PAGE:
Contributor Post Created with Sketch. Show Me the Man, and I’ll Show You the Crime

 

new-exoplanet-is-a-virtual-twin-of-earthThe deepest mystery of the Great Purge remains, in my mind, the eagerness of the victims to confess. What prompted these men to say these things?

“I Kamenev, together with Zinoviev and Trotsky, organised and guided this conspiracy. My motives? I had become convinced that the party’s – Stalin’s policy – was successful and victorious. We, the opposition, had banked on a split in the party, but this hope proved groundless. We could no longer count on any serious domestic difficulties to allow us to overthrow Stalin’s leadership. We were actuated by boundless hatred and by lust of power.”

Gudrun Persson accounts thus for the phenomenon:

There is no doubt that torture was used to force confessions. Though by no means uncommon earlier, torture only became an approved method of examination during the investigations leading up to the first Moscow trial. On 29 July, 1936, an official, albeit secret, document was drawn up, sanctioning the use of “all means” to extract confessions. Krestinsky’s submission was clearly the result of a night of brutal torture. Naturally, psychological torture in the form of threats to relatives and the arrest of family members also played their part in the confessions.

But, important though it was, torture was not the whole explanation. Many of the accused were hardened revolutionaries. Prosecuted and punished by the Czar’s courts, they were themselves advocates of hard methods. Here lies an important part of the explanation: ideological loyalty. …

Bukharin’s statement is interesting in that he denied every particular criminal act he was accused of, among them the charge that he conspired to murder Lenin. Nevertheless he pleaded guilty to the charges:

I plead guilty to being one of the outstanding leaders of this ‘Bloc of Rights and Trotskyites.’ Consequently, I plead guilty to what directly follows from this, the sum total of crimes committed by this counter-revolutionary organization, irrespective of whether or not I knew of, whether or not I took direct part, in any particular act.

In his last plea, he explained:

For three months I refused to say anything. Then I began to testify. Why? Because while in prison I made a revaluation of my entire past. For when you ask yourself: ”If you must die, what are you dying for?” — an absolutely black vacuity suddenly rises before you with startling vividness. There was nothing to die for, if one wanted to die unrepented. And, on the contrary, everything positive that glistens in the Soviet Union acquires new dimensions in a man’s mind. This in the end disarmed me completely and led me to bend my knees before the Party and the country.

Torture, yes; ideology, too. But there is something else. Lavrentiy Pavlovich Beria was Stalin’s chief of the Soviet secret police apparatus, the NKVD. It was Beria, infamously, who said, “Show me the man and I’ll show you the crime.” By this I suspect he meant that every man, in his soul, feels guilty. And indeed every man is guilty, or certainly, every man who has been touched by Christian doctrine — even in its most perverted and heretical forms, of which, surely, communism is one — believes it so.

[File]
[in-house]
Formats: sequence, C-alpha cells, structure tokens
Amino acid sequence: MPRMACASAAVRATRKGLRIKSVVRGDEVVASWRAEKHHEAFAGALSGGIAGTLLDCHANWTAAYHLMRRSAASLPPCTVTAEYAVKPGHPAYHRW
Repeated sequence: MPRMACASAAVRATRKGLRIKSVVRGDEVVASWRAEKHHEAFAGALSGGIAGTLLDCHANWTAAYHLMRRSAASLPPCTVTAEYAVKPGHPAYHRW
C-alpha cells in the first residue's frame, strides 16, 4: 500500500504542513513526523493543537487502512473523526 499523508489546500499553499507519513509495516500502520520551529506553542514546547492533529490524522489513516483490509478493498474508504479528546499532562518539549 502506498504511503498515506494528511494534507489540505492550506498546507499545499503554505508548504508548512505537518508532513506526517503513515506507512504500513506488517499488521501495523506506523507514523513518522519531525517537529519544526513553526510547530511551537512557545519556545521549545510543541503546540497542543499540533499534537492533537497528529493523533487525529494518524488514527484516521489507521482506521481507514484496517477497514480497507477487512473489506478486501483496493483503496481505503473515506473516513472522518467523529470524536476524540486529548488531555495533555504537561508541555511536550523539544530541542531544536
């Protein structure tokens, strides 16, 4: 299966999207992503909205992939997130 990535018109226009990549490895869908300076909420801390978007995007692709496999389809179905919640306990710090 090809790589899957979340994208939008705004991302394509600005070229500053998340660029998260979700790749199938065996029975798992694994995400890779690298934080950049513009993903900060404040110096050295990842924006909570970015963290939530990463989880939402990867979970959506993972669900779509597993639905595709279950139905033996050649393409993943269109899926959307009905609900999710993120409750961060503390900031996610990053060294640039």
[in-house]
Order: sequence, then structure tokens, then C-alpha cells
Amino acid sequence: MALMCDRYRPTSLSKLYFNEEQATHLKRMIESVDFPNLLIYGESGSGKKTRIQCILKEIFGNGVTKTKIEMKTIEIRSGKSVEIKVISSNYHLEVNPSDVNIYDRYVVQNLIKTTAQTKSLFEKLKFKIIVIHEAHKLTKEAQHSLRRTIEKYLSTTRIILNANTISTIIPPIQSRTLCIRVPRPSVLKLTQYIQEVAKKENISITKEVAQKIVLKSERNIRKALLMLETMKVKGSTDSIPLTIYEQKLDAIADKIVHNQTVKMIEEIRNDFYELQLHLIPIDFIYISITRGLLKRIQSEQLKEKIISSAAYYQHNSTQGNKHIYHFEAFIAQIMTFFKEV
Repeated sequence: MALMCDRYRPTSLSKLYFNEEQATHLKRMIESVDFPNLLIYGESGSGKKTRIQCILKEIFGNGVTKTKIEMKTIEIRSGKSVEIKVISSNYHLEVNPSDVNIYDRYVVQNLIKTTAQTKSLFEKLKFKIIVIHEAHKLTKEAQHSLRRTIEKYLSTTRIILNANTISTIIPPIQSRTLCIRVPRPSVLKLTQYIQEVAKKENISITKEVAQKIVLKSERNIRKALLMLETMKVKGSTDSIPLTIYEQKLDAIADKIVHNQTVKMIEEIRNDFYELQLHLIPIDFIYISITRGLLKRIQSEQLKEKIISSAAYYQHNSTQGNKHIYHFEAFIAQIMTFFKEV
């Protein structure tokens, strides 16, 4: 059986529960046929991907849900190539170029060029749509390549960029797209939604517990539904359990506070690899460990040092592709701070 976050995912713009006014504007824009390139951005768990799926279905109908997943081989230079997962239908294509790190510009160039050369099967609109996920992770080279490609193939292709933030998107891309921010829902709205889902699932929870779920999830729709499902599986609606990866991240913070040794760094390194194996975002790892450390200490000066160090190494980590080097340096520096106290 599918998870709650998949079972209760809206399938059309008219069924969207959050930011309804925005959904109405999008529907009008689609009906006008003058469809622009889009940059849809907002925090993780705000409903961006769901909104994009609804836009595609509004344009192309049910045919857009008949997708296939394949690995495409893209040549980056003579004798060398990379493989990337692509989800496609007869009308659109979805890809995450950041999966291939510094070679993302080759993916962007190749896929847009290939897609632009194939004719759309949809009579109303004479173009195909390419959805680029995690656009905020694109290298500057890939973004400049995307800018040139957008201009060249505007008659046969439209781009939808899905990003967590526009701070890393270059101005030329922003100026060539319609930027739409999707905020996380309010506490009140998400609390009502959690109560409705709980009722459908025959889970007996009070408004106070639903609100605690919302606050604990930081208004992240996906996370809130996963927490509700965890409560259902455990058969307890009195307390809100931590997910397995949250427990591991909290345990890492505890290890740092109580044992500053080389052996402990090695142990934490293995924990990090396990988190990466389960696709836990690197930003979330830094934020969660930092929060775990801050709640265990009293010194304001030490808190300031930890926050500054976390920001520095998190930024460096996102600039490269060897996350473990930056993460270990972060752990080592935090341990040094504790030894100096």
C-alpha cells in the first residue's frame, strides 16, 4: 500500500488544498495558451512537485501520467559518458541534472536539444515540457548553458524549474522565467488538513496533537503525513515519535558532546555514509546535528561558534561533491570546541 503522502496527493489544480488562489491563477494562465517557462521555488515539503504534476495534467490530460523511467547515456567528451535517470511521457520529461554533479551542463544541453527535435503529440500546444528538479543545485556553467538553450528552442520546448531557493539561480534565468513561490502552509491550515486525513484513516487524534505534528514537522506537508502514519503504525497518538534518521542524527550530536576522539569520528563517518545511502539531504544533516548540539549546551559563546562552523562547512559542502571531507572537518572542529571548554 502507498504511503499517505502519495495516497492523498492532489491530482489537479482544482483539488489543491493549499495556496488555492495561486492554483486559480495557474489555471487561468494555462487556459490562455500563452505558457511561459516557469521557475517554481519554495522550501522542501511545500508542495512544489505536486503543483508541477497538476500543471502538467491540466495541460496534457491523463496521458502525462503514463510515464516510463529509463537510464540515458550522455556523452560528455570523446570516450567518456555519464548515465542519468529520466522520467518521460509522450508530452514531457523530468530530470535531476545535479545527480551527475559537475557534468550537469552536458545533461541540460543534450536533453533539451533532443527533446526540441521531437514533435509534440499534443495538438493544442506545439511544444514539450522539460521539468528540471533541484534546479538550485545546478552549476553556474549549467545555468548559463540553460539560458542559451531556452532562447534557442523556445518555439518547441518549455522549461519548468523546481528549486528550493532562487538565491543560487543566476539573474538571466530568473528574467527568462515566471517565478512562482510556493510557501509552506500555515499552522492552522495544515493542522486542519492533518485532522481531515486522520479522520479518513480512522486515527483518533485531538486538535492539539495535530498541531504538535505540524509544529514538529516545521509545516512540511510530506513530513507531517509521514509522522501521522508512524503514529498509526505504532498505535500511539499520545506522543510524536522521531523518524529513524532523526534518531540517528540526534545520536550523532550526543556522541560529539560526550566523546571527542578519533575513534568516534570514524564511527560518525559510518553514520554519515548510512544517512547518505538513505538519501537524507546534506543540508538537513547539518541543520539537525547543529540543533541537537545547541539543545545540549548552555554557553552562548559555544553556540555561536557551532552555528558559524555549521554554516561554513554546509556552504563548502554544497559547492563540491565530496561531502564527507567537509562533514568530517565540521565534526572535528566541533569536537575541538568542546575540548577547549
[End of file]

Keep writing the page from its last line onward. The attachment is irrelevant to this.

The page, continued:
I was thinking of this while reading the story of the downfall of Berkeley astronomer Geoff Marcy:

Geoff Marcy, an astronomer at the University of California, Berkeley who admitted to violating the university’s sexual harassment policies has decided to resign. …

Marcy, a world-famous exoplanet astronomer and chair of the university’s Search for Extraterrestrial Intelligence apartment, groped, kissed, touched, and massaged at least four students, according to a university report obtained by Buzzfeed late last week. Despite the report’s findings and an admission of guilt from Marcy, the university opted not to discipline him. Instead, the university said it would have zero-tolerance for any future transgressions.

Note: Never did his accusers file a criminal claim. Indeed, it would not seem that he committed anything like a crime:

One of the women, known as Complainant 3, studied astronomy as a graduate student. She spoke on the condition of anonymity because she did not want her involvement in the matter to affect her current job.

According to her account to Berkeley’s Office for the Prevention of Harassment and Discrimination, she was at a post-colloquium dinner with her graduate department at the University of Hawaii when Marcy placed his hand on her leg, slid his hand up her thigh, and grabbed her crotch.

She didn’t register an official complaint until eight years later, by which time she’d left astronomy — in part, she said, because of the sexual harassment she and other female astronomers experienced.

We know nothing else about this incident with Complainant 3. Marcy claims that the accusation is “totally absurd” and “plainly false,” and that he “would never touch the knee of someone I didn’t know.” Well, maybe he would, maybe he wouldn’t; I’m inclined to think that if there’s this much smoke, Marcy’s probably creepy and grabby; and if he didn’t grab her knee, he probably grabbed someone’s. So he’s grabby. Women have a range of tools for dealing with grabby guys, ranging from the cold stare of disapprobation to “I don’t date married men,” to “Get your hands off of me or I’ll break them.”